A Cone family member asked about the history of Cone Bridge on the Suwannee River. Dr. Ken Sulak writes:
I have been working on writing up the Cone story—on and off over recent months. What I sent is a hodge-podge from various sources. Much yet to be compared and validated and compiled in organized fashion—as best as that can be. However, feel free to send along whatever you wish to your members. But, I would add a caveat that this is a preliminary and partial.
Here is his preliminary and partial Cone Bridge story so far, with a few notes by me:
Well, I very rarely go exploring in a group—almost always solo hiking or paddling, unless I go with one or another friends. However, I have been to the old Cone Bridge site several times. I have a great deal of information on the Cone family. Here is a bit of it:
The Cone clan came to Florida in the early 1840s. They and you are descended from royalty.
The Cones were descended from Conn of the Hundred Battles, the first high king of Ireland in the second century AD. Conn was a powerful king who ruled over northern Ireland and Scotland. Variations in the family name over time are as follows:
Conn = Mac Con = MacHone = MacCone = McCone = Cone family lineage to Virginia in the early 1600s, eventually to Florida in early 1840s, 6 generations later: Conn of the Hundred Battles. Second Century AD, First High King of Ireland
Then I have not gotten into the lineage in Ireland/Scotland until Sir Archibald MacHone, Strathclyde, Scotland 1542-1583. He was the earliest direct progenitor of the Florida Cone lineage. An in that lineage Jared MacCone, Midlothian, Scotland 1675-1659.
And Neil MacCone, Scotland b1625, who immigrated to Isle of Wight, Va, d1679 — [IMMIGRANT TO BRITISH COLONIAL AMERICA] Gen 1.
The first Cone to come to Florida was William Henry Cone Jr. 1777-1857, who moved from Georgia to Blount’s Ferry, Florida, on the Suwannee River, about a mile south of the GA/FL border. He was also known as William Cone III and also Capt. William ‘Billy’ Cone. He got the Captain salutation from service in the war of 1812. He was active in the GA and FL militia during the Seminole Wars and built a blockade at Blount’s Ferry. He took over operation of the ferry in 1843 and 1844, and was postmaster there in 1845.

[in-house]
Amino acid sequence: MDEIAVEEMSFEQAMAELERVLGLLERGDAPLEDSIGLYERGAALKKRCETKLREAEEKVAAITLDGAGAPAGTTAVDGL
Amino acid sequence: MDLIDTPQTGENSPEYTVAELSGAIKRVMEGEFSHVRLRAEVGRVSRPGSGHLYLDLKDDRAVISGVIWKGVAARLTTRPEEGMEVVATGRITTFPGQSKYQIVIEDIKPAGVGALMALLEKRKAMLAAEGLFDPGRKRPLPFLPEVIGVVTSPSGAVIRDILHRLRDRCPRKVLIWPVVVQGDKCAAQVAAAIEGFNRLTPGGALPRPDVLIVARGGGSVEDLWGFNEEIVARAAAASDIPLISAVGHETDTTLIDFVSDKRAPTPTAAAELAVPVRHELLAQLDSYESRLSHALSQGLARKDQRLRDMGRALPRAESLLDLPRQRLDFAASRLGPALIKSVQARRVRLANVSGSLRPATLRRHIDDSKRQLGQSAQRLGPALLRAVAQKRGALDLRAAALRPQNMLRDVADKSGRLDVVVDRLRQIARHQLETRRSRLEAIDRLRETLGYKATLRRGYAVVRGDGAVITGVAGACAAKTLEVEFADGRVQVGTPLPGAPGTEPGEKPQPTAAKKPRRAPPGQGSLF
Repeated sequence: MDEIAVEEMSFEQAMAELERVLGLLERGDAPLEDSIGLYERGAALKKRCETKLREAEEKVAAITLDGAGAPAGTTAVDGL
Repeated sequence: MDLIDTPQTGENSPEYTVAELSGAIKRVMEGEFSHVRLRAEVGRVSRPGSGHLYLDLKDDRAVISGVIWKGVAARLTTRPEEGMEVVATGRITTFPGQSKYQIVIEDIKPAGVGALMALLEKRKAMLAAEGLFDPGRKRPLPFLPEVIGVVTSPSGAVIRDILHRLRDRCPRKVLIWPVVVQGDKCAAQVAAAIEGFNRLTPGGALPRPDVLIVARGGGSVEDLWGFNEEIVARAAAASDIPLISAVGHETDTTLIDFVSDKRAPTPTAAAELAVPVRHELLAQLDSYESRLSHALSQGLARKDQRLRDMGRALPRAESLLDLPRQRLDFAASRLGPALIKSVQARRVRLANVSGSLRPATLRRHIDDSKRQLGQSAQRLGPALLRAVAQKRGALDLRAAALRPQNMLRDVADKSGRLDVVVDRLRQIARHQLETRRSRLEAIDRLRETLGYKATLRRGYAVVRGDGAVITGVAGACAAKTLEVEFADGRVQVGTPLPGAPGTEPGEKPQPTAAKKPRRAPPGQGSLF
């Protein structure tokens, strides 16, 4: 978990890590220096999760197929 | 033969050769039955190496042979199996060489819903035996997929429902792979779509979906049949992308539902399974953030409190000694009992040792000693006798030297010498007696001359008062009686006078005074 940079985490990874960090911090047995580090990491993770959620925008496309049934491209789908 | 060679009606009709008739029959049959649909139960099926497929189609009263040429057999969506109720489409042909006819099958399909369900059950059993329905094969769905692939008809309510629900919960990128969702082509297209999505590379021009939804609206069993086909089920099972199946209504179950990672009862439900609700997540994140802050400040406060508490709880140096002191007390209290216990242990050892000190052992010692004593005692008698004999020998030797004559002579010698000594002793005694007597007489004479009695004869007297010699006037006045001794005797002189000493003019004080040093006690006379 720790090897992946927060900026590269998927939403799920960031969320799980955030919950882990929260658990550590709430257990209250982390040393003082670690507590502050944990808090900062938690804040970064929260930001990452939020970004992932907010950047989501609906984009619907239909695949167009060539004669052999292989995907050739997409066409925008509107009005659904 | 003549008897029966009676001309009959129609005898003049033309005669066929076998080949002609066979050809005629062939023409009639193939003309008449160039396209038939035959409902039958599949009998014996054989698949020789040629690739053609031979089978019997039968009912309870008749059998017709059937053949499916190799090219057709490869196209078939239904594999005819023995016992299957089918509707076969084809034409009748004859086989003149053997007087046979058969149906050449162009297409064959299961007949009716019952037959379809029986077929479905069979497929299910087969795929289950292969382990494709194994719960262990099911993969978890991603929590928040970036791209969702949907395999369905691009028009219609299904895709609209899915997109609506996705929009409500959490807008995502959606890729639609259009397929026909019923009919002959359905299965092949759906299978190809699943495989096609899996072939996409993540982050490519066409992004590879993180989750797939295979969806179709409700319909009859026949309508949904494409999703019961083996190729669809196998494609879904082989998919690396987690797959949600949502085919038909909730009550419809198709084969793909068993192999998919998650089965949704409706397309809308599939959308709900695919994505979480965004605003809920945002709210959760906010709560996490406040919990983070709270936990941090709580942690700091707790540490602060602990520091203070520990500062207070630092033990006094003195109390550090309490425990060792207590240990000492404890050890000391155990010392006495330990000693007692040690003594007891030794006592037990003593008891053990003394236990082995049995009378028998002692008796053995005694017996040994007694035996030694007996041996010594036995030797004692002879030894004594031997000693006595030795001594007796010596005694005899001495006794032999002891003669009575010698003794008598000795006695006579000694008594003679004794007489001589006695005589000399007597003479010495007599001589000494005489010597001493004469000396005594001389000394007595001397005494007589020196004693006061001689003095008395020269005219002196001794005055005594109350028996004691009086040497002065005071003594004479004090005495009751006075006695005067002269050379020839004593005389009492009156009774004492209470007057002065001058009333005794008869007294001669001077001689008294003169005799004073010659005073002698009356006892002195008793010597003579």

His descendant, William Haddock Cone 1825-1886 & his nephew Daniel Newnan Cone Jr. 1841-1919, built the original Cone Bridge—which was undoubtedly a timber wagon bridge. It was built in 1881, 17 years before the invention of Lally columns—steel cylinders filled with concrete and used to support steel bridges. Steel truss bridges began to be built in the late 1890s.
Photo: Gretchen Quarterman, Piers of old Cone Bridge, 2015-12-22
Cone Bridge was rebuilt on Lally columns (the toppled columns still remain along the end of Cone Bridge Road) as a steel through-strut single-lane, wooden plank decked bridge—probably in 1898 or a bit later. It was built by Andrew Cone Godwin 1865-1942 for William Haddock Cone—who was elderly by then.
That bridge was damaged by an overloaded truck in 1970, avoiding the main road checkpoint, and was dismantled thereafter. Construction of the original timber bridge put Blount’s Ferry out of business. From 1834 until 1881, the ferry was one of the most important Suwannee River crossings for settlers coming to Florida from SC and GA.
See attached files for more complete detail—and the six generations of Cones down to Capt. Billy. William Haddock Cone was adopted, so he is not a true genetic relative of the Cone lineage. His son Frederick Cone became governor of Florida. All of the Cones were active in public service as members of the Legislature, mayors, judges, postmasters, sheriffs, etc. The Cones and their relatives the Godwins (Godwin Bridge at Big Shoals)—related via marriage, were seriously involved in road construction in early Florida. US Highway 441 from GA to Lake City is named ‘Cone Highway’.
Hope this helps. You might be able to start from William Cone on Ancestry.com—and determine if you are related via the Cone lineage. I do not subscribe to Ancestry.com. The Irish-Scot gaelic families that came to the U.S. in the 1600s had the habit of using the wife’s family name as the middle name of the eldest boy—which is useful in connecting intermarried families. Thus: Andrew Cone Godwin, indicating that he was the eldest son of his Godwin father, and that his father’s wife was a Cone.